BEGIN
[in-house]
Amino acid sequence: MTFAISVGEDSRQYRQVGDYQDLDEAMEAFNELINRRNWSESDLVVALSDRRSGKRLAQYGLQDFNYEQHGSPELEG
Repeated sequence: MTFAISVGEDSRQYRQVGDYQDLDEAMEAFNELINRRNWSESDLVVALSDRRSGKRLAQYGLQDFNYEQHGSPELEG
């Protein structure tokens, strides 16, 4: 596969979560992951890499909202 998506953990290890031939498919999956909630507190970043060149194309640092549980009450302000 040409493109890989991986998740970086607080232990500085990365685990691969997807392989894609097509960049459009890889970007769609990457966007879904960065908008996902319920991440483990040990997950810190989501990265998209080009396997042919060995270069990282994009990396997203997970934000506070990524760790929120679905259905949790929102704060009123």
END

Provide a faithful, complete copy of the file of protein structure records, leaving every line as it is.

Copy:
[in-house]
Amino acid sequence: MTFAISVGEDSRQYRQVGDYQDLDEAMEAFNELINRRNWSESDLVVALSDRRSGKRLAQYGLQDFNYEQHGSPELEG
Repeated sequence: MTFAISVGEDSRQYRQVGDYQDLDEAMEAFNELINRRNWSESDLVVALSDRRSGKRLAQYGLQDFNYEQHGSPELEG
């Protein structure tokens, strides 16, 4: 596969979560992951890499909202 998506953990290890031939498919999956909630507190970043060149194309640092549980009450302000 040409493109890989991986998740970086607080232990500085990365685990691969997807392989894609097509960049459009890889970007769609990457966007879904960065908008996902319920991440483990040990997950810190989501990265998209080009396997042919060995270069990282994009990396997203997970934000506070990524760790929120679905259905949790929102704060009123």